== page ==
Local councils that achieve high levels of adoption are rewarded by increased funding, and this is widely thought to affect their adoption policies.

The Court of Appeal recently criticised East Sussex County Council over its approach when it proceeded with the adoption of a baby girl against the wishes of the girl’s father.

The child was born after a casual affair and her father did not even know he had a child until the Council contacted him to tell him that care proceedings had been commenced, which was some time after the baby’s mother had abandoned her in a special care unit.

The father was initially unable to take part in the proceedings since he was in hospital after suffering a heart attack. When he had recovered sufficiently, he went to see his solicitors, who attempted to stop the adoption proceedings. The Council ignored his intervention and placed the baby with the prospective adoptive parents before his case could be brought to court.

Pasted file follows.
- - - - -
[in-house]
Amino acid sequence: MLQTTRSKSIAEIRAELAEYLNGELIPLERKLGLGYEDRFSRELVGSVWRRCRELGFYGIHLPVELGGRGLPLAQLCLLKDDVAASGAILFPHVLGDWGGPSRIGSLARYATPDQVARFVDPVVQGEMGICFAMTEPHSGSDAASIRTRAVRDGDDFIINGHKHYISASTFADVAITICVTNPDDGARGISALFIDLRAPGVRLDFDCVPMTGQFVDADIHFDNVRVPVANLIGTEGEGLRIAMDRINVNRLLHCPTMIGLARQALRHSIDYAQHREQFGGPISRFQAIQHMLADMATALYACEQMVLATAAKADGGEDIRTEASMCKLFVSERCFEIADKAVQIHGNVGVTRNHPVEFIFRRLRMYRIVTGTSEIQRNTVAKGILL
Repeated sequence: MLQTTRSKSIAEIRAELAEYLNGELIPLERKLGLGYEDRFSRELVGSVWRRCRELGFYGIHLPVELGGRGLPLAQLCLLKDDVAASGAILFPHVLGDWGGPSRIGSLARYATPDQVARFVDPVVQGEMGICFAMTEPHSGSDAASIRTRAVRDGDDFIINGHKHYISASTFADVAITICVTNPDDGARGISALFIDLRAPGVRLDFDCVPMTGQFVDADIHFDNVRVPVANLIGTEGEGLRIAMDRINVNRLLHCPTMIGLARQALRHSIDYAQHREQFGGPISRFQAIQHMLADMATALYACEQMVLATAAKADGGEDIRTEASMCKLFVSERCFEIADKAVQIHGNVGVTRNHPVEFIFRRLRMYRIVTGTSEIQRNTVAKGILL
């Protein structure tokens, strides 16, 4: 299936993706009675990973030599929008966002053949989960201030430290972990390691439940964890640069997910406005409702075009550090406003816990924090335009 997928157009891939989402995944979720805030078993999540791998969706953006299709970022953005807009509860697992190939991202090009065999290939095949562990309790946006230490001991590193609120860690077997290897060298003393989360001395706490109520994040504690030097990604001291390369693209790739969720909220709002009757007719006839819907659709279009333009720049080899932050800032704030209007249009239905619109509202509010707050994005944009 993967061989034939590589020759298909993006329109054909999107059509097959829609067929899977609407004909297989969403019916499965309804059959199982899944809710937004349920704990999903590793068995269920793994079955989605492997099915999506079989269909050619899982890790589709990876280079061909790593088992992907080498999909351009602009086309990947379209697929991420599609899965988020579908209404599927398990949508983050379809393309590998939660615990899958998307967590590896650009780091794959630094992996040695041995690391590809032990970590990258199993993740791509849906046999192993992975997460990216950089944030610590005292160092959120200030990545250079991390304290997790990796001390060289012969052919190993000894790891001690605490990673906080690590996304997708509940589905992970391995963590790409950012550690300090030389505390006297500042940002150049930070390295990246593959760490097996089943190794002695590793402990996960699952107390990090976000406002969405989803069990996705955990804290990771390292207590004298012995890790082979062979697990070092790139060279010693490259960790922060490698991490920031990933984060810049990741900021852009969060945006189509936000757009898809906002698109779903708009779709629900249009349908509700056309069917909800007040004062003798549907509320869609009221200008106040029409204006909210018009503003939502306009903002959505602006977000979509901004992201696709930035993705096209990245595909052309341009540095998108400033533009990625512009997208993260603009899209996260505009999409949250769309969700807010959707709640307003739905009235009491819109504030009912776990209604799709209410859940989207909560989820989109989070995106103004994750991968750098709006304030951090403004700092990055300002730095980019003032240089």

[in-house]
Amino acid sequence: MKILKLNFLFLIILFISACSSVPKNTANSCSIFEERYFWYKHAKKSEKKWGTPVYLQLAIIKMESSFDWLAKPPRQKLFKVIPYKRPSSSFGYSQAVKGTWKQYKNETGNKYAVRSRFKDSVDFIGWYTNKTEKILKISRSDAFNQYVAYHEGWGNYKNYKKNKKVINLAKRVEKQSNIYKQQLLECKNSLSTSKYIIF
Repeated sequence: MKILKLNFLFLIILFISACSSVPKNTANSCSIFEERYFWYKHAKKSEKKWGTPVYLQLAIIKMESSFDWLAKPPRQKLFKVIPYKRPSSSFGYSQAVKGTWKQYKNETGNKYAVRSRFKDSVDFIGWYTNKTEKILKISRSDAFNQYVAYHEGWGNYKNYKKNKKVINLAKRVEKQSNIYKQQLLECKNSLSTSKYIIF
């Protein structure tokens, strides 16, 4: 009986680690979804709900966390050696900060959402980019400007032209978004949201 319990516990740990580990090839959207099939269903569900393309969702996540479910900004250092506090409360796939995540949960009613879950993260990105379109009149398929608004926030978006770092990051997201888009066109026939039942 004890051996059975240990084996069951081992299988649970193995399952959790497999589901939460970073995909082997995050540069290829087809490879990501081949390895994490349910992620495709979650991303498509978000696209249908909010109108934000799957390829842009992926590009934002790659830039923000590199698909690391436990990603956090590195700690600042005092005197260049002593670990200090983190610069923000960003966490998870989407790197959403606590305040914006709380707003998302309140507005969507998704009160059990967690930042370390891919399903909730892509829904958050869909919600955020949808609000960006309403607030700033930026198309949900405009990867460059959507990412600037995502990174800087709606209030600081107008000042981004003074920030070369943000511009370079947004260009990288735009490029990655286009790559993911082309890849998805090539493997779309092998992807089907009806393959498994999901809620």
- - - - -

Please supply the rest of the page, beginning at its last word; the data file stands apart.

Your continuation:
After an earlier reversal in court, the father took his case to the Court of Appeal on the basis that the Council’s action was a breach of his human right to have a family life. The Court considered that the common belief that councils have a ‘secret agenda’ to place as many children as possible for adoption fuelled ‘public distrust in the good faith of public authority’. However, the Court refused the appeal on the ground that the 2002 Adoption and Children Act is compatible with human rights law. The Council had complied with the Act so the father’s action failed.

The Court took the unusual step of ordering that copies of the judgment be sent to all family judges and all adoption agencies, stressing that the wishes of both parents had to be taken into account in adoption proceedings. The Court advised that it wishes to ensure that the conduct of the Council in this case is not repeated elsewhere.